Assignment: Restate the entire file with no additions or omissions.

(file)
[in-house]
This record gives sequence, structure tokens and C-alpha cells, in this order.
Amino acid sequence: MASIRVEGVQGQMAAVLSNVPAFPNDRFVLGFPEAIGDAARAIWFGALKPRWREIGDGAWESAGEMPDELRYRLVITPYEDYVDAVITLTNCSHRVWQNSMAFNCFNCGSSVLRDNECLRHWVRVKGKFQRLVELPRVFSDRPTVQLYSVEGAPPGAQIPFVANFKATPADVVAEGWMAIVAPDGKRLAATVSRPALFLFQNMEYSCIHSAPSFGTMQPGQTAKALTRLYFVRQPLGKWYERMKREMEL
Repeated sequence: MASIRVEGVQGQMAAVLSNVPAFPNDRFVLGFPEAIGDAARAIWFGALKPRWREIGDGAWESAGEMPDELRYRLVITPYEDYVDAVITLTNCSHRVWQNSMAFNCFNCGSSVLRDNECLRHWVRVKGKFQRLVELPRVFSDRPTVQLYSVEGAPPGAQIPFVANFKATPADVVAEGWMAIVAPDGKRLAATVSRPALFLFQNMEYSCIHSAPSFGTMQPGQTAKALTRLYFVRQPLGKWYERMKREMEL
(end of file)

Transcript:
[in-house]
This record gives sequence, structure tokens and C-alpha cells, in this order.
Amino acid sequence: MASIRVEGVQGQMAAVLSNVPAFPNDRFVLGFPEAIGDAARAIWFGALKPRWREIGDGAWESAGEMPDELRYRLVITPYEDYVDAVITLTNCSHRVWQNSMAFNCFNCGSSVLRDNECLRHWVRVKGKFQRLVELPRVFSDRPTVQLYSVEGAPPGAQIPFVANFKATPADVVAEGWMAIVAPDGKRLAATVSRPALFLFQNMEYSCIHSAPSFGTMQPGQTAKALTRLYFVRQPLGKWYERMKREMEL
Repeated sequence: MASIRVEGVQGQMAAVLSNVPAFPNDRFVLGFPEAIGDAARAIWFGALKPRWREIGDGAWESAGEMPDELRYRLVITPYEDYVDAVITLTNCSHRVWQNSMAFNCFNCGSSVLRDNECLRHWVRVKGKFQRLVELPRVFSDRPTVQLYSVEGAPPGAQIPFVANFKATPADVVAEGWMAIVAPDGKRLAATVSRPALFLFQNMEYSCIHSAPSFGTMQPGQTAKALTRLYFVRQPLGKWYERMKREMEL